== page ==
What makes administrators effective technology leaders?

[cross-posted at the TechLearning blog]


One of the questions that I ask right at the beginning of our students' School Technology Leadership

certificate program is whether administrators can be effective

technology leaders in their school organizations without being at least

somewhat technology-savvy themselves. Here are some example student

responses:

  • Yes. They just need to get the right people on board and empower them appropriately.
  • No. How, for example, can a principal truly understand the power and potential of blogging without ever having blogged himself?
  • Yes. There's no way school administrators have the time to learn
  • new technologies in addition to everything else for which they're

    responsible. Principals need to focus on instructional and academic

    leadership. Of necessity, the answer has to be yes for most school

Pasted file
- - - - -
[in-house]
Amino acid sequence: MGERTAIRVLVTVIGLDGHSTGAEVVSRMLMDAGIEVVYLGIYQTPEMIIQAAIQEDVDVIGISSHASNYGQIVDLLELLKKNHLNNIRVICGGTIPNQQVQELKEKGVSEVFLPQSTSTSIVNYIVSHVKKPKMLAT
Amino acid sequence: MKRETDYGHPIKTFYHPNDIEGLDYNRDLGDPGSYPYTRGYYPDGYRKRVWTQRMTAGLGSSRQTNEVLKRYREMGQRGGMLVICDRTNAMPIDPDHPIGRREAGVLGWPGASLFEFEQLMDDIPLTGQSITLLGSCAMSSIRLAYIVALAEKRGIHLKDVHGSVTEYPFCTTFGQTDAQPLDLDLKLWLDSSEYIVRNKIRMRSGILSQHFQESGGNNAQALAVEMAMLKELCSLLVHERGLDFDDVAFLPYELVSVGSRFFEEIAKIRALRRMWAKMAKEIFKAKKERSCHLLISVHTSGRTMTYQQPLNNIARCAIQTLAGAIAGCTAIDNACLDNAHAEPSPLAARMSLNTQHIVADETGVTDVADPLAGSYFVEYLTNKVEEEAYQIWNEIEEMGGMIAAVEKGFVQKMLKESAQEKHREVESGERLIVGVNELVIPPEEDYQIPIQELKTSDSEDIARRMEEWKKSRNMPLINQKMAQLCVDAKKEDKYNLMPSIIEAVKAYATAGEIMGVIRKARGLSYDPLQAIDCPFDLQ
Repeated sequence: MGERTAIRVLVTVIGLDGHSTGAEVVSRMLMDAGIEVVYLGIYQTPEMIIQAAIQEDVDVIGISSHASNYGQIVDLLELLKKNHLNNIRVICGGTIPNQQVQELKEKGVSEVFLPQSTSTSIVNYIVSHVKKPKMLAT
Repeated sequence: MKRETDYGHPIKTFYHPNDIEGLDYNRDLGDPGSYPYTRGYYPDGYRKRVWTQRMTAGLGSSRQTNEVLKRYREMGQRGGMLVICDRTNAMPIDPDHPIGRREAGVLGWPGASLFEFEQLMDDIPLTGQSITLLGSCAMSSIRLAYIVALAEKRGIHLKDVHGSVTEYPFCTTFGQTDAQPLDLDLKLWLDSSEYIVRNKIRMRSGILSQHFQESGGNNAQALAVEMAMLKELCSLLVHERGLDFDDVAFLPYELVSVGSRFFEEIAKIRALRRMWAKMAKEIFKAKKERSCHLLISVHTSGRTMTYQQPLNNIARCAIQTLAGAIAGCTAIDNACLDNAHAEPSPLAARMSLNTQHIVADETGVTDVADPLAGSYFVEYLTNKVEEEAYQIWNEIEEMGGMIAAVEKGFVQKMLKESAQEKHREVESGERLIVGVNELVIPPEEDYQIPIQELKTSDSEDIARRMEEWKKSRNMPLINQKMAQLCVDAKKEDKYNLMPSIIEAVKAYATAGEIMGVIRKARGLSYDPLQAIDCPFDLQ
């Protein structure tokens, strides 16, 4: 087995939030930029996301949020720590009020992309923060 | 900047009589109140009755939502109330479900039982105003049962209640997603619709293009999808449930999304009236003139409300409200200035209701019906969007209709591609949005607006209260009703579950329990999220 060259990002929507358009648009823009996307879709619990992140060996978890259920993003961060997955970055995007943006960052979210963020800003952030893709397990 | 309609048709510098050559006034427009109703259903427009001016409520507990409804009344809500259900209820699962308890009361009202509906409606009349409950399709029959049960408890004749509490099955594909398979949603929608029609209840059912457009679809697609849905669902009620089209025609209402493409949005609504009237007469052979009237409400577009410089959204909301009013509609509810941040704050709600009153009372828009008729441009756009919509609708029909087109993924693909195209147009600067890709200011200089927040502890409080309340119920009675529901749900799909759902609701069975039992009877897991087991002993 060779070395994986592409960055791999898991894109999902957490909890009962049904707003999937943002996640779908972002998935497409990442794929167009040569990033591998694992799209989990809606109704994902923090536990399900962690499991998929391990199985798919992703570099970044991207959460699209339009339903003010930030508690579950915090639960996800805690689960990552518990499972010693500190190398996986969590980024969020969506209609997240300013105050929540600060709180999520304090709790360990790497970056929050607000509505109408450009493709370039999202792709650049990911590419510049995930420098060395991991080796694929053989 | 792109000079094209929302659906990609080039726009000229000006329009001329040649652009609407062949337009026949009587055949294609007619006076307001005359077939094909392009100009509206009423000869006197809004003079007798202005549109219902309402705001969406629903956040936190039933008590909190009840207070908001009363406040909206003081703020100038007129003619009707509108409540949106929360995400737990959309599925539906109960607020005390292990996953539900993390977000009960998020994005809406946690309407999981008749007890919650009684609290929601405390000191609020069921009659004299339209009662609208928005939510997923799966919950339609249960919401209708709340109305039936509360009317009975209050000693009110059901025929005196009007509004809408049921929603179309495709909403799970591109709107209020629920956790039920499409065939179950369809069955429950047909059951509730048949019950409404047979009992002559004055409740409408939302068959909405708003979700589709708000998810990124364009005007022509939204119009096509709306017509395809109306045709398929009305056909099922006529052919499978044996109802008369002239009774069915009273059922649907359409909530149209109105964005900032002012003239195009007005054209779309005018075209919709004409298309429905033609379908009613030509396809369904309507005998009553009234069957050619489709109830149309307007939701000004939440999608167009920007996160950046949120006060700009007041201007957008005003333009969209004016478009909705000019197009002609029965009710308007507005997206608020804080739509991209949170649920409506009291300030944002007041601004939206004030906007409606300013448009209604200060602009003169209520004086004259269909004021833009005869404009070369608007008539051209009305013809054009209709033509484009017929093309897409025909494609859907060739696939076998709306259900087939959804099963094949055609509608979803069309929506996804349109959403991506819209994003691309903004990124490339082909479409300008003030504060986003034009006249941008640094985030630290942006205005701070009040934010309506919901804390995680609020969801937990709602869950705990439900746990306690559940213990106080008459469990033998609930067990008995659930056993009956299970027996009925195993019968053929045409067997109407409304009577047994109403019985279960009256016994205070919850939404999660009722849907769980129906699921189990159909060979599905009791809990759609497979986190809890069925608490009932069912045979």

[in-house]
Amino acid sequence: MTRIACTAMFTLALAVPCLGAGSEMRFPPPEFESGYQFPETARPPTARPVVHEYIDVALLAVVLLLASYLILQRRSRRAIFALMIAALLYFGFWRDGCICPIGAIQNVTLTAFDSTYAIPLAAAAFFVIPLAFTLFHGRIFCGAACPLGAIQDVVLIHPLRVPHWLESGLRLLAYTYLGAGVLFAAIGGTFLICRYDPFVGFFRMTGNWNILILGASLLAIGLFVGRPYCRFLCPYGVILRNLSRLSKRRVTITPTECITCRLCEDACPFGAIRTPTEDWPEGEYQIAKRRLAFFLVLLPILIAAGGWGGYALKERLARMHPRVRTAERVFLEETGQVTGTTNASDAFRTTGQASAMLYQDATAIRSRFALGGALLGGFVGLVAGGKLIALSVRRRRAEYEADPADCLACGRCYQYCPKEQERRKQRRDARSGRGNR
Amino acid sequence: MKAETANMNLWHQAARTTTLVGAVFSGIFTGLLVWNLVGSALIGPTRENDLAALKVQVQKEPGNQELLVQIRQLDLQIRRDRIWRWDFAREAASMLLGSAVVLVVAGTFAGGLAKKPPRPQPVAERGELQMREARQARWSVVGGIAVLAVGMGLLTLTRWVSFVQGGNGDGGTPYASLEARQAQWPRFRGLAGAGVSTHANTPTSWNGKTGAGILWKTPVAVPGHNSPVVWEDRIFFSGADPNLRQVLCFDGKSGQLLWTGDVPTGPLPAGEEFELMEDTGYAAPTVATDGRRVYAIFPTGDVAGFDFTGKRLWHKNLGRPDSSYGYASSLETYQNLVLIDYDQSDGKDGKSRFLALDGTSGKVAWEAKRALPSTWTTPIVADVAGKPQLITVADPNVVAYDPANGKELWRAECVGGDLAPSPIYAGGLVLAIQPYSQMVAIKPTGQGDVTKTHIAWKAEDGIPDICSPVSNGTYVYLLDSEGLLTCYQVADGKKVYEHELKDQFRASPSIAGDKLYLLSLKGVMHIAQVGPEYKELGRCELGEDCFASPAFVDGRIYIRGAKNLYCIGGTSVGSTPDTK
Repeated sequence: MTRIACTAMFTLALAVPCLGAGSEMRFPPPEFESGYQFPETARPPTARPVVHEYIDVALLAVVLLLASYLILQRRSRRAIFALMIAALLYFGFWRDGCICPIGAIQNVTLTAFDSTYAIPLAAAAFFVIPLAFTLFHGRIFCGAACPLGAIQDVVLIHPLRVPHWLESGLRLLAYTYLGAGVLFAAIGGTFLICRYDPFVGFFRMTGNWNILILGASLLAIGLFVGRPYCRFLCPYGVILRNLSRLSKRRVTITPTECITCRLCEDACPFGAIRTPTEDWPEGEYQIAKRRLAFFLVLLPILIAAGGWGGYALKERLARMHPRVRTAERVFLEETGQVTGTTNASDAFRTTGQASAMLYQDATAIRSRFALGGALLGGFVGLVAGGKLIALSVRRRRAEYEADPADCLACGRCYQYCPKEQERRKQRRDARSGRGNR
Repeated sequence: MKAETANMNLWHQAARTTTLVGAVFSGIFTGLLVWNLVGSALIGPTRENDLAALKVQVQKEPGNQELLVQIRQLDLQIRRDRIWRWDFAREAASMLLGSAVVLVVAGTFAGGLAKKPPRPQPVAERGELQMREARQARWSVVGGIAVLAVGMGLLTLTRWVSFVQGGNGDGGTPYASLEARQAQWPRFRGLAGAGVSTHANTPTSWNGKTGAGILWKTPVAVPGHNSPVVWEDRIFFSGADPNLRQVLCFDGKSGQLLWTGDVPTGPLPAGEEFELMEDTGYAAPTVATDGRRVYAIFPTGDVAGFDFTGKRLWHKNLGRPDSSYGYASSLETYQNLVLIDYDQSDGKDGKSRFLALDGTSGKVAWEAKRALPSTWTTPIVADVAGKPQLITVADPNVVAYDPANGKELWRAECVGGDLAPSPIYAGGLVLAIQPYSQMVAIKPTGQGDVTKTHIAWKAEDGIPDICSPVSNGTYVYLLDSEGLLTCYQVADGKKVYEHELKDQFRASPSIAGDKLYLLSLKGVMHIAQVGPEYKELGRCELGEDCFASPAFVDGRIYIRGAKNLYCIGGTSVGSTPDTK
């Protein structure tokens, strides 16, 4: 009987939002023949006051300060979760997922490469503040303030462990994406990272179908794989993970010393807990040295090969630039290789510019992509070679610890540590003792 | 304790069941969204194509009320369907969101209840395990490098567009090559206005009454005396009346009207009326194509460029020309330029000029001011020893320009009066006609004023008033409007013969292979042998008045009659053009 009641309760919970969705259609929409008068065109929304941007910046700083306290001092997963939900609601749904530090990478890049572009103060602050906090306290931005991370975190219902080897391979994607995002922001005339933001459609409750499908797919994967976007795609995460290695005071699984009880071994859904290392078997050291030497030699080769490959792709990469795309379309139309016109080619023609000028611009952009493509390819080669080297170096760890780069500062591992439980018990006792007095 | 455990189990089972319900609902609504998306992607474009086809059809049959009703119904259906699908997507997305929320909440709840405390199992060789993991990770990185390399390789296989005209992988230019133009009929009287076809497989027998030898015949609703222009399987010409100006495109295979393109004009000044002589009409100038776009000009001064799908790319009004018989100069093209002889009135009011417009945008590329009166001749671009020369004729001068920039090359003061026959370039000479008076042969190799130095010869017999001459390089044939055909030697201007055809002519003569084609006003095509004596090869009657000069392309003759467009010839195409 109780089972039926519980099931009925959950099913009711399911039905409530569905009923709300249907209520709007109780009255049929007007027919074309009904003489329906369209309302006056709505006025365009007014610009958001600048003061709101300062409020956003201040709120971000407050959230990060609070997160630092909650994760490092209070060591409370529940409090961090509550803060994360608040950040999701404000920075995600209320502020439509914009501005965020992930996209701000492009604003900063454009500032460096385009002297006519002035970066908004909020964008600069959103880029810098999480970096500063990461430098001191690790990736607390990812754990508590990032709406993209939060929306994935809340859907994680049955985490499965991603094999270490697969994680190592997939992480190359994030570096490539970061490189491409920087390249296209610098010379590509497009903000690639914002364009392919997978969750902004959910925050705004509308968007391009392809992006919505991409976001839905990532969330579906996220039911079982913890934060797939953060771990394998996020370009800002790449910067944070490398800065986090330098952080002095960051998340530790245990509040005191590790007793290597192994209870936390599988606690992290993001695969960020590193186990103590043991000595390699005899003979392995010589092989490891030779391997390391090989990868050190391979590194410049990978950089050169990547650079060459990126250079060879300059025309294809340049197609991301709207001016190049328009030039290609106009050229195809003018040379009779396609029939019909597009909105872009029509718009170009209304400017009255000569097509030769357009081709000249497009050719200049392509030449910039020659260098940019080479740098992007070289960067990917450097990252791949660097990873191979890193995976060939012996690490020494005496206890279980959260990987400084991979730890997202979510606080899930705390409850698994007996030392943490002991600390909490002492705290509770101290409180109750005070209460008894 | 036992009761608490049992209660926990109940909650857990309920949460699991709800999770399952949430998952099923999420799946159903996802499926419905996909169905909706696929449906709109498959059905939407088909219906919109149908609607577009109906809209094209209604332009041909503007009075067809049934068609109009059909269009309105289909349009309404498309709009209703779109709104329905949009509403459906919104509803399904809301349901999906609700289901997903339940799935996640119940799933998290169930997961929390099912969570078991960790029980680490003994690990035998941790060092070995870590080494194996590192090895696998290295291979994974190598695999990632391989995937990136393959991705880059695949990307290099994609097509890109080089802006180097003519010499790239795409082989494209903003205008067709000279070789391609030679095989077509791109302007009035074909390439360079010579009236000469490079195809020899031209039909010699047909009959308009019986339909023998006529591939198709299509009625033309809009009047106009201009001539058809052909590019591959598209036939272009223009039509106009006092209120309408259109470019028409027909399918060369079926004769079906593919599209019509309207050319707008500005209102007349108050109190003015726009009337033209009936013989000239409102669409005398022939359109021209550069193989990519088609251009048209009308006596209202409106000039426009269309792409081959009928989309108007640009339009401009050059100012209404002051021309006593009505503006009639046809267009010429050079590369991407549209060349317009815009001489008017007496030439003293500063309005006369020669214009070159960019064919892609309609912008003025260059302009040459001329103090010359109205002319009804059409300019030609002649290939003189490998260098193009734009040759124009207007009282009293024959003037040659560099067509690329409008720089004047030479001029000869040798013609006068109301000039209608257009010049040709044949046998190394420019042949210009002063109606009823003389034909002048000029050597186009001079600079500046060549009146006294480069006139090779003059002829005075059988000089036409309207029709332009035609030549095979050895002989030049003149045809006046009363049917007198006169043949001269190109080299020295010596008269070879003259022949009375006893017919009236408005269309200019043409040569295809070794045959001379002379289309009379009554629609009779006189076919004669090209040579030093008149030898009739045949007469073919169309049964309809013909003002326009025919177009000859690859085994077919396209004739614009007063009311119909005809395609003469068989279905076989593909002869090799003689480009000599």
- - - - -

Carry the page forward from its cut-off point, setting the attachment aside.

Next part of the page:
leaders.

  • No. "Do as I say and not as I do" doesn't play very well with
  • teaching staffs. If a principal is going to ask her teachers to use

    digital technologies, she better be using and learning technology too.

  • Yes. It's all about appropriate delegation and oversight. For
  • example, a principal doesn't have to be an accounting expert to

    effectively oversee her school business manager.

  • No. There is at least some evidence to show that teachers are more
  • likely to integrate technology into their instruction when

    administrators are modeling technology usage.

    And so on...

    What do you think? Can a school administrator be an effective leader

    in the area of technology but not be very tech-savvy himself / herself?

    How you answer this question is critically important in terms of how

    you think about administrators' professional development, job

    expectations, time allocation, etc. I look forward to hearing from you!

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